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Morning Headlines | Selected by the WNYC News Hub

Thursday, October 25, 2012

Must-read headlines from around the city, curated by the WNYC Newsroom.

TRANSPORTATION
Airlines Give Up on World's Longest Flights (WSJ)
Jeffrey Ng reports: “Airline travel has lost much of its allure in recent years as carriers reduced in-flight amenities to contain costs. But ultralong-haul flights on the world's elite airlines, which carry passengers over the North Pole and treat them to the best service aloft, generated excitement among travelers. Now, with fewer people willing to pay premium fares and fuel prices remaining stubbornly high, airlines are cutting back on the halfway-around-the-world nonstop flights. Singapore Airlines Ltd. said Wednesday it was eliminating the two longest flights in the world, between its home city and Newark, N.J., and Los Angeles.”

HEALTH
Report: New York’s Costly Obesity Problem (LoHud)
Joseph Spector reports: “New York’s growing obesity problem costs nearly $12 billion a year, state Comptroller Thomas DiNapoli said in a report today. Obesity-related expenses for the state’s 1.4 million overweight and obese children cost the state about $327 million in 2011. But those costs grow as teenagers become adults, leading to the $11.8 billion overall costs in 2011, DiNapoli said.”

DEVELOPMENT
With Renaissance of Staten Island's North Shore, Rosebank Feeling Left Out (SILive)
Pearl Minksy reports: “Rosebank, described by John Guzzo, chairman of the Rosebank Area Committee of Community Board 1, is, ‘an old town of Staten Island with old town values.’ It is tired of being treated like Cinderella, he said, and is seeking an invitation to the ‘renaissance’ ball, which seems primed for the borough's North Shore.”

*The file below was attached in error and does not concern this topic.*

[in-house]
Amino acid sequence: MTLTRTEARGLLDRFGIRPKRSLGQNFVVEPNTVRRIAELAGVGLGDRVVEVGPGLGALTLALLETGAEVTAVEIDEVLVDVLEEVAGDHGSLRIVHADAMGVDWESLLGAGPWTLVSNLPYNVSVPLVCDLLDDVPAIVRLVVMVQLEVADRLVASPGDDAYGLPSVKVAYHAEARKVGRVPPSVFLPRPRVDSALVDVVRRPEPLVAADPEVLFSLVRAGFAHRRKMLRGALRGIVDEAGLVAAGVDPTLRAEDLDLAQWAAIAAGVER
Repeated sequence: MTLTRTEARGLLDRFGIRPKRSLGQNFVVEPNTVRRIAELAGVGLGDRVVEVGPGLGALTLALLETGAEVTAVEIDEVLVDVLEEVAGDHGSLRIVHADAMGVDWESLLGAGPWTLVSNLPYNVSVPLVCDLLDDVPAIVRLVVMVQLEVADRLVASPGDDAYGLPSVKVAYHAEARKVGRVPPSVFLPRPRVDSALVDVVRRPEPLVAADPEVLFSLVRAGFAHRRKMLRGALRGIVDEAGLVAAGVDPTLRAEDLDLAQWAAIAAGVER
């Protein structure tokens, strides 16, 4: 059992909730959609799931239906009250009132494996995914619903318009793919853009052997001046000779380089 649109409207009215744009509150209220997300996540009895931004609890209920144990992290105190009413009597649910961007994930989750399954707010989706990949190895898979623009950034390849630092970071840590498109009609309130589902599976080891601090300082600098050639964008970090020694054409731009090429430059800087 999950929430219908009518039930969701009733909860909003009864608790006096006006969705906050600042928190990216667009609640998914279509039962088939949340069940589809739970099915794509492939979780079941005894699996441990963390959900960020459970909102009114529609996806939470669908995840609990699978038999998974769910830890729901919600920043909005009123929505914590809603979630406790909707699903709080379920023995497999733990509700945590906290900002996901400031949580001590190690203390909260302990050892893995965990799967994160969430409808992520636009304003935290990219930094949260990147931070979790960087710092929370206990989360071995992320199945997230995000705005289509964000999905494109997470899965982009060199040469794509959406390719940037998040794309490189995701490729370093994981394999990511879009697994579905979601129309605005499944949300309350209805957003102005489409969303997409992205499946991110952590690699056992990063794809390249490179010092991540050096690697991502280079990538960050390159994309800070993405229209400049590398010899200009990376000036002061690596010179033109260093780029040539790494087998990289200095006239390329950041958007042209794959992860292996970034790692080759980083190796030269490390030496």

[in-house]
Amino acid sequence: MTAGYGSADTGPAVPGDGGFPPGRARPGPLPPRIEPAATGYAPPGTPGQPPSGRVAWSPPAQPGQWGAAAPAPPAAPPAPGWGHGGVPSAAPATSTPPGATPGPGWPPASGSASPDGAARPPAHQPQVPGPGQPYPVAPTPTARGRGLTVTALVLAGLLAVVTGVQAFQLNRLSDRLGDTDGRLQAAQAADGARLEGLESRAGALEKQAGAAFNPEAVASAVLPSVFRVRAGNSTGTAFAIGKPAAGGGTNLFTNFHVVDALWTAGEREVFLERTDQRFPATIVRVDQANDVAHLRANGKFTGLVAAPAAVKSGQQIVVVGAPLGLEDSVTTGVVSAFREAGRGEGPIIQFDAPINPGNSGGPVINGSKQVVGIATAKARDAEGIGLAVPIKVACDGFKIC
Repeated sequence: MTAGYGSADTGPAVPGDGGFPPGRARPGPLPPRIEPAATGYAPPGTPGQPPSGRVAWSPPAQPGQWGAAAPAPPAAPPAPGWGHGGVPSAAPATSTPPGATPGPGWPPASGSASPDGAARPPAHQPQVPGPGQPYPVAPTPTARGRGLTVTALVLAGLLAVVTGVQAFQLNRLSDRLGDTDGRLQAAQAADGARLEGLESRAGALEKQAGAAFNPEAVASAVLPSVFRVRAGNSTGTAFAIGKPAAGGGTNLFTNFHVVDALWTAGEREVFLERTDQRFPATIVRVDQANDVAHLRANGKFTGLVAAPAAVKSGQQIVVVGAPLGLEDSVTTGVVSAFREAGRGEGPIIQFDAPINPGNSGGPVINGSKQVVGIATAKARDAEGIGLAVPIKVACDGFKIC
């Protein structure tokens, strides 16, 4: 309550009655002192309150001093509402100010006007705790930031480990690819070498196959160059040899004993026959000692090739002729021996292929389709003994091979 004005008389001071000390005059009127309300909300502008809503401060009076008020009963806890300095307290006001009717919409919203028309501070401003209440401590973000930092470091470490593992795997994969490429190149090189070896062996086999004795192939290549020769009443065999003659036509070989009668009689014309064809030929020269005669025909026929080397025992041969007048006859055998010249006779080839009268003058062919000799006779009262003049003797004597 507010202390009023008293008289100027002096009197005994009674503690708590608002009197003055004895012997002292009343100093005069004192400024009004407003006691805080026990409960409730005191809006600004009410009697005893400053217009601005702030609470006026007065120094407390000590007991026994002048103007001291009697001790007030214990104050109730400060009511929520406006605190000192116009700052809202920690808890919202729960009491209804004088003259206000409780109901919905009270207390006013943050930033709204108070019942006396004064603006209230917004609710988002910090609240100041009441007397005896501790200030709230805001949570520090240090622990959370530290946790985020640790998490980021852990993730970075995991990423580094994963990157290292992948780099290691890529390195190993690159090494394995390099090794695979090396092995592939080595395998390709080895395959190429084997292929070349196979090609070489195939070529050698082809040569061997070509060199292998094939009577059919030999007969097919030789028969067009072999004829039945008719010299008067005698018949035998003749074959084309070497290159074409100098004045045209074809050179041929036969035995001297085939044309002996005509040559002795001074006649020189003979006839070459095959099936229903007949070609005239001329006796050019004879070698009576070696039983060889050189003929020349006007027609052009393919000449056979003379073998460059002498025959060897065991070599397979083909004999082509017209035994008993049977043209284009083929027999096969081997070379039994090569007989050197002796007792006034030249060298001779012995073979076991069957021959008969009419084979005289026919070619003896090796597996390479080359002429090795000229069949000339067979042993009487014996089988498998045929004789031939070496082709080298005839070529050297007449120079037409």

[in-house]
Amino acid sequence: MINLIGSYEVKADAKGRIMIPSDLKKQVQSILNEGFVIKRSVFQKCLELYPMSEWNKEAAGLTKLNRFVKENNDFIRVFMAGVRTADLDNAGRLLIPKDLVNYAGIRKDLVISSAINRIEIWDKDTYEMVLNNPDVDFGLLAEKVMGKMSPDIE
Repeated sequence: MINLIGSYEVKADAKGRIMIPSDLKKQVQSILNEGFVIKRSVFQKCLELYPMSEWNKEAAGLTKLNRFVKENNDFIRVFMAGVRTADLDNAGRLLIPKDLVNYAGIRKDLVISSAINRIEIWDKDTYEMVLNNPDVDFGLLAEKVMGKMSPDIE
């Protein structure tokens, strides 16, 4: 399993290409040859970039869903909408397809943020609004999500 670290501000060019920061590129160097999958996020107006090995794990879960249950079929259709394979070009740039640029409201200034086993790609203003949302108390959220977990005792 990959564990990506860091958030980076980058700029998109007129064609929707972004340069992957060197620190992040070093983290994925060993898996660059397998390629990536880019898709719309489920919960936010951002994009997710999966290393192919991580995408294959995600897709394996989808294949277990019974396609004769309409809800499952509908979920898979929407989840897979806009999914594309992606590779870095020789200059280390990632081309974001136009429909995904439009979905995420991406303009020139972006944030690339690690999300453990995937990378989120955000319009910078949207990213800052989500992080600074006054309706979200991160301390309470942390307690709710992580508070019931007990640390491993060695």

LABOR
N.J. Senate Set to Vote on Bill that Would Ban Employer Demands for Social Media Access (The Record)
Kibret Markos reports: “Sponsors of the bill and privacy advocates say the proposal creates privacy safeguards for employees and jobseekers who might be forced to trade their privacy rights for a paycheck. ‘This is no different from asking for a person’s diary notes,’ said state Sen. Kevin O’Toole, a Republican from Wayne who co-sponsored the bill. ‘These things are meant to be private, and jobseekers don’t have to decide whether they want the job or they go along with this invasion of privacy.’”

EDUCATION
Tuition at N.J.’s Public Colleges, Universities Third Highest in Nation (The Record)
Patricia Alex reports: “Tuition at New Jersey’s public colleges and universities is the third highest in the nation, averaging $12,399, according to a report from the College Board released Wednesday. That price tag — $3,744 above the national average — is up 13 percent over the past five years, as is tuition at the state’s community colleges, which now averages $4,218, according to the report, titled ‘Trends in College Pricing 2012-2013.’”

JUSTICE
N.J.’s Alternatives to Juvenile Incarceration Are Dropping Rates (The Inquirer)
Barbara Boyer reports: “The Kids Count Special Report compares the number of juveniles jailed in 2011 to 2004, when five counties joined a national initiative offering alternatives to detention. The report showed a 60 percent decrease, partly from using electronic monitoring and reporting mandates. Detention costs $136,000 a year per youth; the 60 percent decrease has saved $16 million a year, according to the report.”

NYPD
NYPD Oversight, Independent Inspector General Eyed (HuffPo)
Jennifer Peltz reports: “ The city police department should have an inspector general to examine its conduct, but the monitor would need independence and a broad mandate to be effective, a panel of criminal justice and legal experts said Wednesday. The City Council is weighing a proposal to put the nation's largest police force under the scrutiny of an inspector general. Mayor Michael Bloomberg says there's no need for one, but the idea has gained currency among civil liberties advocates and others troubled by some New York Police Department practices, including widespread spying on Muslims.”

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